Saturday, August 2, 2014
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First Look: Giants-Phillies in the National League Championship Series

Here's an early look at a preview box that is running in the newspaper tomorrow. I've been saying for a month that the Giants are the only team to fear in the NL. Now, we'll see just how much they should be feared. 2010 National League Championship Series Phillies (97-65, 1st in NL East) vs. Giants (92-70, 1st in NL West) Game 1: Saturday, October 11, Citizens Bank Park History: The Giants haven’t won a World Series since moving to San Francisco from New York in 1958. In fact, they haven’t won one since 1954, which is the third-longest drought in the majors behind the Cubs and the Indians. They last advanced to the World Series in 2002, losing to the Angels in seven games. The Giants and Phillies have never faced each other in the postseason. Recent History: Dating back to the start of the 2008 season, the Phillies are 9-10 against the Giants, including 6-6 this season. Of those 19 games, they have scored fewer than four runs in 12. They have struggled particularly at ATT Park, where they have lost seven of their last nine while averaging 2.8 runs per game. Pitching: Both teams have some decisions to make with regards to their rotations. Cole Hamels started Game 3 of the NLDS for the Phillies, but he had better results (a five-hit shut-out) than Game 2 starter Roy Oswalt (four runs in five innings) and has struggled at AT &T Park, allowing at least four runs in all four of his career starts there (including a no decision in April when he allowed four runs in six innings with 10 strikeouts). Oswalt has pitched well in each of his last three starts in San Francisco, allowing six runs in 23 innings. Meanwhile, Giants NLDS Game 2 starter Matt Cain allowed five runs (two earned) in six innings in an 8-2 loss to the Phillies at Citizens Bank Park in August. That same series, Game 3 starter Jonathan Sanchez held the Phllies to one run on two hits in eight innings of a 5-2 win. One thing seems certain: a match-up of the ages in Game 1 between two-time defending Cy Young winner Tim Lincecum and 2010 frontrunner Roy Halladay. The Giants also feature rookie lefty Madson Bumgarner, who could match up well with the Phillies. Offense: The Giants have struggled at times this season, finishing ninth in the NL in runs scored and second-to-last in stolen bases. They do have some weapons, including rookie catcher Buster Posey (.305 average, .862 OPS, 18 home runs in 108 games), veteran first baseman Aubrey Huff (.290, .891, 26 HR) and, of course, former Phillie Pat Burrell (.266, .872, 18 HR).

First Look: Giants-Phillies in the National League Championship Series

Here's an early look at a preview box that is running in the newspaper tomorrow. I've been saying for a month that the Giants are the only team to fear in the NL. Now, we'll see just how much they should be feared.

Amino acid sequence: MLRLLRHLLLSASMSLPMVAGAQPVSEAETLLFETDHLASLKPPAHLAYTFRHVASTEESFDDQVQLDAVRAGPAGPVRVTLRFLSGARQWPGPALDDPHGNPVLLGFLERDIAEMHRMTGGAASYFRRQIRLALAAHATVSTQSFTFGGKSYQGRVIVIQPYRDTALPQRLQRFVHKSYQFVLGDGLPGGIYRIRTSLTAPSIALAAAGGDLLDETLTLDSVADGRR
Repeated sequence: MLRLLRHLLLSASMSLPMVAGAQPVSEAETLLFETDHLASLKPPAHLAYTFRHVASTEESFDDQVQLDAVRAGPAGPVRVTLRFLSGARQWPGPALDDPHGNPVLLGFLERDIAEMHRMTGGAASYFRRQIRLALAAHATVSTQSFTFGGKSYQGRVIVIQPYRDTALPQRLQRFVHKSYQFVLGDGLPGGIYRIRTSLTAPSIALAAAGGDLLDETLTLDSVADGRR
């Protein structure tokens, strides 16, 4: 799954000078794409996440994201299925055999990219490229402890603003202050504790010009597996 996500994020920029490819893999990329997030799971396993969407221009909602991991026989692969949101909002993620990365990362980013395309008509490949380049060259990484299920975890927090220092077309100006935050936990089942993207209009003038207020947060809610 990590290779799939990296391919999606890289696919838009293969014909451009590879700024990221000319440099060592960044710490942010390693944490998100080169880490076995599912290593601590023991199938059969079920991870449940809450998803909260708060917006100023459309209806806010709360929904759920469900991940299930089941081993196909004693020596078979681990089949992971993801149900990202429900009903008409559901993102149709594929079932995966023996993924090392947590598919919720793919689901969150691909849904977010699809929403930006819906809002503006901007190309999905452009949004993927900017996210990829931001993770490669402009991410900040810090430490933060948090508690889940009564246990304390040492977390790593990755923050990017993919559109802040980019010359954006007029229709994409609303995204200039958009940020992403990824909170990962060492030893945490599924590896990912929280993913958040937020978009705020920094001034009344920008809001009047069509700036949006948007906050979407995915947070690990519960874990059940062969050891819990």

2010 National League Championship Series
Phillies (97-65, 1st in NL East) vs. Giants (92-70, 1st in NL West)
Game 1: Saturday, October 11, Citizens Bank Park
 
History:  The Giants haven’t won a World Series since moving to San Francisco from New York in 1958. In fact, they haven’t won one since 1954, which is the third-longest drought in the majors behind the Cubs and the Indians. They last advanced to the World Series in 2002, losing to the Angels in seven games. The Giants and Phillies have never faced each other in the postseason.
 
Recent History: Dating back to the start of the 2008 season, the Phillies are 9-10 against the Giants, including 6-6 this season. Of those 19 games, they have scored fewer than four runs in 12. They have struggled particularly at ATT Park, where they have lost seven of their last nine while averaging 2.8 runs per game.
 
Pitching: Both teams have some decisions to make with regards to their rotations. Cole Hamels started Game 3 of the NLDS for the Phillies, but he had better results (a five-hit shut-out) than Game 2 starter Roy Oswalt (four runs in five innings) and has struggled at AT &T Park, allowing at least four runs in all four of his career starts there (including a no decision in April when he allowed four runs in six innings with 10 strikeouts). Oswalt has pitched well in each of his last three starts in San Francisco, allowing six runs in 23 innings.
 
Meanwhile, Giants NLDS Game 2 starter Matt Cain allowed five runs (two earned) in six innings in an 8-2 loss to the Phillies at Citizens Bank Park in August. That same series, Game 3 starter Jonathan Sanchez held the Phllies to one run on two hits in eight innings of a 5-2 win. One thing seems certain: a match-up of the ages in Game 1 between two-time defending Cy Young winner Tim Lincecum and 2010 frontrunner Roy Halladay. The Giants also feature rookie lefty Madson Bumgarner, who could match up well with the Phillies.
 
Offense: The Giants have struggled at times this season, finishing ninth in the NL in runs scored and second-to-last in stolen bases. They do have some weapons, including rookie catcher Buster Posey (.305 average, .862 OPS, 18 home runs in 108 games), veteran first baseman Aubrey Huff (.290, .891, 26 HR) and, of course, former Phillie Pat Burrell (.266, .872, 18 HR).
David Murphy Daily News Staff Writer
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